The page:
BikanerEnggCollege.SakshamaGN09.Niyam - 012
Perplexed penguin! My geek-friends gather around my Apple MacBook Pro, to configure Ubuntu for the data-projector. The plaster of paris Tux is made by Rahul Motiyar, natively from a family of designers and skilled carpenters. Rahul worked with open source hardware and design for multitouch systems with Anirudh Sharma and friends. Rahul's now selected for an Interaction Design course (M.Des) at IDC, IIT Bombay. Meanwhile, our struggle to get the laptop to interact with the projector continues.
Invited to deliver talks at Rajasthan’s largest and most prestigious engineering college which is spread across 337 acres: the Engineering College of Bikaner (ECB) www.ecb.ac.in/.
ECB has around 6,000 students enrolled on its campus, out of which around 2,500 alone are in IT and Computer Science courses.
Delivered two talks on Linux and Free & Open Source Software (FOSS): ‘How to Avoid the Axe Effect’; and ‘How to Make a Dent in the Universe’. The talks were delivered at the ‘FOSS GN09 event’ which was cleverly dove-tailed with the college’s yearly techfest mega-event, called ‘Sakshama’. An ancient Sanskrit word, ‘Sakshama’ means ‘skilled; competent; adept’. The 2009 incarnation of the event, held from 28th to 31st October, was called ‘Sakshama GN09’, to highlight ‘Generation Next’. www.sakshama.org.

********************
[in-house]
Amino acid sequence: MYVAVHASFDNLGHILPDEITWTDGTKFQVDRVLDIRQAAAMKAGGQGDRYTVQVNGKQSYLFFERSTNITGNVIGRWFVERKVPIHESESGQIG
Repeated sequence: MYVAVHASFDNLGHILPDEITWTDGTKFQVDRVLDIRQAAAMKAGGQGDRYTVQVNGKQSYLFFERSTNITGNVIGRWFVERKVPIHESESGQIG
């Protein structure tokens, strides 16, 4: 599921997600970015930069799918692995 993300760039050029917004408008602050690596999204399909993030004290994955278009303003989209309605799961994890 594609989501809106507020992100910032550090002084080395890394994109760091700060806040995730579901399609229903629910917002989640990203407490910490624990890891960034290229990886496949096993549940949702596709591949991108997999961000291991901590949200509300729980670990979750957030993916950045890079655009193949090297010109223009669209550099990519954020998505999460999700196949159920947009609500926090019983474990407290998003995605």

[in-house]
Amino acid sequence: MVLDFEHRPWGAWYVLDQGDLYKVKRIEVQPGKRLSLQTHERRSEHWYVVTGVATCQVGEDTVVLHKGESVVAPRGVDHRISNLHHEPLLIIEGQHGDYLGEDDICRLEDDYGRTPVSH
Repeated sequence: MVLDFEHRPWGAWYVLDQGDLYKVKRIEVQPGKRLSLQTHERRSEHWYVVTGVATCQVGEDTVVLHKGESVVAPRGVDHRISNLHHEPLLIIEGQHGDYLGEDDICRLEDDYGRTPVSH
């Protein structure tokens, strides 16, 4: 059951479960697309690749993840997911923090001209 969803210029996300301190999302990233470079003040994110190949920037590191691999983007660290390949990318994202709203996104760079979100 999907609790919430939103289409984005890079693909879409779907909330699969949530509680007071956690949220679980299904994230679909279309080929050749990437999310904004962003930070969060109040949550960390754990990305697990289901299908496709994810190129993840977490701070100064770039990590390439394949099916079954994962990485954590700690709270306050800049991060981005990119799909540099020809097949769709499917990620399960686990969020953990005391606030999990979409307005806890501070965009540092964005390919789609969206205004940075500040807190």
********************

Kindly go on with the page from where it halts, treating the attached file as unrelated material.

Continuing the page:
And what a Generation Next! They also sought my help and mentoring in launching their own on-campus Linux Users Group (LUG), www.lugb.in. Am quite impressed with their active mailing-lists and outreach activities. These guys and gals are rocking! Together with its founders, we launched LUG-Bikaner at the ‘Sakshama GN09’ event-night, on an outdoor stage in front of an audience of over 2,500.
ECB has around 1,200 computers on-campus, and with the personal laptops and desktops of students, totals at around 4,000 PCs. Till date, LUG-Bikaner has migrated over 500 computers to Linux, and still counting. Plus, they also reach out to other colleges and institutions within Rajasthan to spread the awareness of this ‘muft and mukt’ vision of computing. After all, who can understand freedom better than the royal state of Rajasthan in India?